In celebration of his Irish heritage, Graham will host the slam and perform some Irish poems under his Gaelic name, Crìsdean Sionnach Greum.

What is Poetry Slam?


Founded in Chicago in 1984, poetry slam is a competitive artistic sport. Poetry slams are judged by five randomly chosen members of the audience who assign numerical value to individual poets’ contents and performances.

Poetry slam has become an international artistic sport, with more than 100 major poetry slams in the United States, Canada, Australia and Western Europe.

All types of poetry are welcome on the stage, from street-wise hip-hop and narrative performance poems, to political rants and introspective confessionals. Any poem is a “slam” poem if performed in a competition. All poets get three minutes per round to entertain their audience with their creativity.

2013 Sedona National Poetry Slam Team


Competing poets earn points with each Sedona Poetry Slam performance between September and May. Every poet earns 1 point for performing or hosting. First place earns 3 additional points, second place earns 2 and third place earns 1.

Based on points, the top 12 poets in May are eligible to compete for the four slots on the Sedona Poetry Slam Team, which will represent the community and Studio Live at the 2013 National Poetry Slam in Boston. Poets can compete for multiple teams during a season and still be eligible to compete in the Sedona team.

For poetry slam standings, videos from past slams, and updates, visit foxthepoet.org. For poetry events in Northern Arizona, visit NecessaryPoetry.Com.

Tickets are $10 in advance and $12 the day of the event, available online at studiolivesedona.com.

Sunday, March 10, 2013

"A Compilation Love Poem," by Abby Meade and Stephanie Whitaker

Poets poking fun at other poets in a slam scene is a wonderful thing. This was a slam poem performed by two poets in the FlagSlam scene, performing in the style of the poets. Abby Meade's performance of Josh Floyd was the most spot-on.



Photo by Robert Chandler Gonzales
Abby Meade, left, and Stephanie Whitaker debut "A Compilation Love Poem" at the Cozy Slam.
A Compilation Love Poem
By Abby Meade - Stephanie Whitaker

Christopher Fox Graham: (read by Abby)
Even though I don’t remember your name, you meant something, and in that one night we spent together, your golden hair glinted in the moonlight.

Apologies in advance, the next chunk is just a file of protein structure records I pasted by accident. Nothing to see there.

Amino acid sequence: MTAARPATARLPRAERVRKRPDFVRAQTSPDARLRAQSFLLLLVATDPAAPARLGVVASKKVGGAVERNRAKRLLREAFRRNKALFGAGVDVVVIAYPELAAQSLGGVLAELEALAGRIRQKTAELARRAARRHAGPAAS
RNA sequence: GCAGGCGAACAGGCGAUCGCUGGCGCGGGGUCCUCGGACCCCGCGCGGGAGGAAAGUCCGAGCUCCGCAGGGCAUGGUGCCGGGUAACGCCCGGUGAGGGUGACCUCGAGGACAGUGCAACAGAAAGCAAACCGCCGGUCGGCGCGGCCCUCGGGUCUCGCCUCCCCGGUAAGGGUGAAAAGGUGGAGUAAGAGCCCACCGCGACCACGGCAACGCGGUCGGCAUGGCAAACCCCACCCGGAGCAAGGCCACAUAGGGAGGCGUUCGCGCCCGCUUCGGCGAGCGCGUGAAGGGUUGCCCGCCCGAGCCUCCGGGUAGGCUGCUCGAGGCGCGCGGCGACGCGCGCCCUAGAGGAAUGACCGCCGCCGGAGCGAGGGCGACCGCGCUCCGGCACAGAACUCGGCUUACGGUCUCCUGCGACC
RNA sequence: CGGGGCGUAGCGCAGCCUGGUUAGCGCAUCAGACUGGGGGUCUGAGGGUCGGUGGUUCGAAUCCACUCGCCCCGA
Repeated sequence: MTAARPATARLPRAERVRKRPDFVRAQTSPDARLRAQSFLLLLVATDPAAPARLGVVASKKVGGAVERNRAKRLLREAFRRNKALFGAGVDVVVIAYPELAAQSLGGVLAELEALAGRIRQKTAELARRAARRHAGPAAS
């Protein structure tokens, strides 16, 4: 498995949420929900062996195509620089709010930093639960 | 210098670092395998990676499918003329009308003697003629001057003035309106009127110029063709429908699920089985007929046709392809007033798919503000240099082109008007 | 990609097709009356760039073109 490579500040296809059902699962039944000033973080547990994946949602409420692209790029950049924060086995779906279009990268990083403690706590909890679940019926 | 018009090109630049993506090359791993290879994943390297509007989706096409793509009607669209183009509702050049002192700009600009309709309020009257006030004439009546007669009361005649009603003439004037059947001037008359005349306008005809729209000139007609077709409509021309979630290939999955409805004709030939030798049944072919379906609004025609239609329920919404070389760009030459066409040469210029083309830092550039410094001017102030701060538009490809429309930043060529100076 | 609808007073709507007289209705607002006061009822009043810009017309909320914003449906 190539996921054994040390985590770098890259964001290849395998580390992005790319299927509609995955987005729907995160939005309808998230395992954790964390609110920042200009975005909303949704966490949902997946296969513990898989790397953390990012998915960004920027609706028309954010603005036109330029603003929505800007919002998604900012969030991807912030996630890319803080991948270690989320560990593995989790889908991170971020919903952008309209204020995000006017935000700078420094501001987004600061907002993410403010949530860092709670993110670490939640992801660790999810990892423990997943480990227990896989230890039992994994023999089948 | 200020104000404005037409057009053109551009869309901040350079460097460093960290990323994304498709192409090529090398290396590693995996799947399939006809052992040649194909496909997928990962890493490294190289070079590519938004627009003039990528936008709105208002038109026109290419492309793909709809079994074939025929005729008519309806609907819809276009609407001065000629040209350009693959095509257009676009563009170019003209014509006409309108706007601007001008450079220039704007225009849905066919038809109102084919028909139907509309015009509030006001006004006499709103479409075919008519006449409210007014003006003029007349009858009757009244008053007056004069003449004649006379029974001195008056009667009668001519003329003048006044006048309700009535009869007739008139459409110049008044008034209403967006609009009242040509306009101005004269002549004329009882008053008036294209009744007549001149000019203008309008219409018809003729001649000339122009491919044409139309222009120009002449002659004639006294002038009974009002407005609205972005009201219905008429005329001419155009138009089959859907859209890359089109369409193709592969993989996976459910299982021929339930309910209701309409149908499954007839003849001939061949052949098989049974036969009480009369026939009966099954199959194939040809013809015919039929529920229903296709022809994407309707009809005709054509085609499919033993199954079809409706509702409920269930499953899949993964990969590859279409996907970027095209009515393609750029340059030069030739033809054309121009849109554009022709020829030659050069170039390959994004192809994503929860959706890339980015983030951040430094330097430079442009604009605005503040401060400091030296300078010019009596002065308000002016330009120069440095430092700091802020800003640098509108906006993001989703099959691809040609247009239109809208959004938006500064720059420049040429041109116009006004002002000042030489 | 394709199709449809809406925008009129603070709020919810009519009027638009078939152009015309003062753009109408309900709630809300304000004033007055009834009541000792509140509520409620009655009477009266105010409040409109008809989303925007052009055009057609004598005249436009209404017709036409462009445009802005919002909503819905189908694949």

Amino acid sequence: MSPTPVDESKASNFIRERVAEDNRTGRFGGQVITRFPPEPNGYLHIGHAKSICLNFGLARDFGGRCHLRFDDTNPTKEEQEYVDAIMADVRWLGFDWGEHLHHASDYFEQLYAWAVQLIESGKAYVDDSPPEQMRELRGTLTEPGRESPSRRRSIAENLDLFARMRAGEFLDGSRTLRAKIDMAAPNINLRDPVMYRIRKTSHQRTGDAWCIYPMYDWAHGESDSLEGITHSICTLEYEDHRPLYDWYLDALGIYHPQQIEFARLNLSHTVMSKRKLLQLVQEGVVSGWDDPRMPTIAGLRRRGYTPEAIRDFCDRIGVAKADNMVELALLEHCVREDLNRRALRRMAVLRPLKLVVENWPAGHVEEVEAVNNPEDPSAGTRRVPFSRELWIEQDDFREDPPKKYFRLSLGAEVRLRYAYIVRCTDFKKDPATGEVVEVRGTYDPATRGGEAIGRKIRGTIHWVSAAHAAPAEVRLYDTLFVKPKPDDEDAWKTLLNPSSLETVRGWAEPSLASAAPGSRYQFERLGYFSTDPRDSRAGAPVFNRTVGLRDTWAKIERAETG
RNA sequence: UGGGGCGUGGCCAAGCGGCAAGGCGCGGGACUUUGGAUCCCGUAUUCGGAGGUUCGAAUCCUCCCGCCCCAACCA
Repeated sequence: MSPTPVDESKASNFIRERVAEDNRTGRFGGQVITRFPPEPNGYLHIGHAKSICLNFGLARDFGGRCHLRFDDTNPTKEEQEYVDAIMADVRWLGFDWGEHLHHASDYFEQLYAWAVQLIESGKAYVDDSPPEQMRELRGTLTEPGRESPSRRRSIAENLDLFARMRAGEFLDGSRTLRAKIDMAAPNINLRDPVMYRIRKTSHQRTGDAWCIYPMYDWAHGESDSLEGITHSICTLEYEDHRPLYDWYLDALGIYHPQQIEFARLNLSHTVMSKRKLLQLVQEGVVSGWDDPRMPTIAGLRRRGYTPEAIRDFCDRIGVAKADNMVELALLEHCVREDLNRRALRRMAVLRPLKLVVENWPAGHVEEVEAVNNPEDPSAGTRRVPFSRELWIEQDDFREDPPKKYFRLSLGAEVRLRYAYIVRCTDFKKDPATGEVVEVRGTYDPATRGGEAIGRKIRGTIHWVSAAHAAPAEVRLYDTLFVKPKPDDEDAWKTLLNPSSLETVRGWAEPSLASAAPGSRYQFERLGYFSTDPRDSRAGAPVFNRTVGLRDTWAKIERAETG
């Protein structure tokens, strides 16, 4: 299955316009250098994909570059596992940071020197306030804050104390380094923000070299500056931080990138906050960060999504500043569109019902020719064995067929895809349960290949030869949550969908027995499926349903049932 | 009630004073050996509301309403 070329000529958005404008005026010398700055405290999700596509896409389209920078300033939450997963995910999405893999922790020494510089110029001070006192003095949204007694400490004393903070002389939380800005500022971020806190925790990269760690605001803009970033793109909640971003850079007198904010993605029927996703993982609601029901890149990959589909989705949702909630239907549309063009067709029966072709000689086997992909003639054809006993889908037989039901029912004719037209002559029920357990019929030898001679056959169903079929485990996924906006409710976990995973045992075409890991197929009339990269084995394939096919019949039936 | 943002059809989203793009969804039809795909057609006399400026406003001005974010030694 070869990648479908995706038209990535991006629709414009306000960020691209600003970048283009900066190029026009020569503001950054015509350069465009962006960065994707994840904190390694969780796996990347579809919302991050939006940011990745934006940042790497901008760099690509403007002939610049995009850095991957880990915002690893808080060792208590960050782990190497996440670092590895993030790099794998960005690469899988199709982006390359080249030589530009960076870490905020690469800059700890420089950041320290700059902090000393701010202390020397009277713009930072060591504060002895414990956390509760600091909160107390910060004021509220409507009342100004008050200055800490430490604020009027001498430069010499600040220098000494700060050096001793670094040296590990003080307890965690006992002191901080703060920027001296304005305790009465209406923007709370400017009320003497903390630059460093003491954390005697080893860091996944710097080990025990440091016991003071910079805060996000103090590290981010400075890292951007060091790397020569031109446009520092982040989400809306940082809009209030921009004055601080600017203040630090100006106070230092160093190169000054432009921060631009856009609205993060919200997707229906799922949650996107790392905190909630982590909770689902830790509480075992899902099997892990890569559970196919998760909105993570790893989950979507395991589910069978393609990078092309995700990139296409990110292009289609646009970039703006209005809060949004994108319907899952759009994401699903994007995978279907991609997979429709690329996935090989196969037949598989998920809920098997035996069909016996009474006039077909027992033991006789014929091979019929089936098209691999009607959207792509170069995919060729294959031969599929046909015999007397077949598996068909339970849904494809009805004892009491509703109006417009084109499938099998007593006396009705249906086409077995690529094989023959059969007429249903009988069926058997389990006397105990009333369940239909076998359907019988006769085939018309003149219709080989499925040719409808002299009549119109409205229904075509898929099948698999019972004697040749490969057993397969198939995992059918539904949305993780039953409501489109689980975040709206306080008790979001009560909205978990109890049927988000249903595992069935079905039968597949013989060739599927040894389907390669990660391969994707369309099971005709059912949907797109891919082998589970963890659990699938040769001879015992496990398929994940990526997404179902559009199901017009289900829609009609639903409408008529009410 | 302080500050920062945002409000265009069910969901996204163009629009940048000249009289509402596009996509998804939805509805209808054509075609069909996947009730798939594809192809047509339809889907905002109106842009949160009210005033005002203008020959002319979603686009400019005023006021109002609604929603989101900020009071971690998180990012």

Your eyes like daggers to my soul reminded me that I could never have you.

I know we met when we were 12, but braces looked cute on you, and you made cropped pants look cool.


Jackson Morris: (read by Stephanie)
Thanks, CFG, but I think I got it from here.

As I looked down at our intertwined fingers, I wanted to pinch myself, because who could love a self-deprecating geek like me?

Your sparkling blue eyes like pools rippled with thoughts I couldn’t read. I wanted to take you in my arms and protect you from the monsters in your dreams.


Josh Floyd: (read by Abby)
Girl, you deserve the monsters! You are worse than any nightmare I ever had.

I used to be a rapper, but even that didn’t hurt me as bad as you.

Now it’s just me and my first love: My skateboard.

Nothing you do is going to separate us.

 She fills the holes you punched into my soul.


Vincent Vega: (read by Stephanie)
I want to rip your heart out of your ribcage and watch it beat in my hand as the blood drips to the floor.

I love you like a horror movie, screams and pain and fear wrapped up in gore and tied with a cute pink bow.

The one you wear on Wednesdays.

The one I want to rip from your curls and tie around your neck so I can listen to you gasp for air.

Blue is a good color on you.


Christopher Fox Graham: (read by Abby)
You still sleep with the blue stuffed dog you had since kindergarten, and I was always jealous.

I wanted your full attention, but you… you had your own plans.

And when you left for college, even though we hadn’t spoken in months, it was like a weight off my shoulders.

I know you’re better off without me.


Jackson Morris: (read by Stephanie)
That night, we lay under the stars and listened to the chorus of crickets around us.

It was the perfect ending to our moonlit picnic, and though the blanket was a little itchy, when you pointed out Orion’s belt, I smiled.

When you think back on us, smile over the memories that might be a little bitter now, but are mixed in with the good ones.


Josh Floyd: (read by Abby)
The aftershocks of your words still ripple through me, like giants stepping through the cities of my mind.

The riot is over, but the wreckage remains I’m trying to clean up after you, but girl, earthquakes reverberate, and this one leaves me *gasp* breathless.


Vincent Vega: (read by Stephanie)
Your soul is too free, so I’ll lock you into a cage and watch you wither away, because I like skinny girls.

I’ll treat you like a woman should be treated: chained up and tortured with my love.

 I want to know that when I leave, you’ll still be there when I get back.

But I also want you to be comfortable, so I’ll only use the best handcuffs on you.

Because, baby girl, I love you.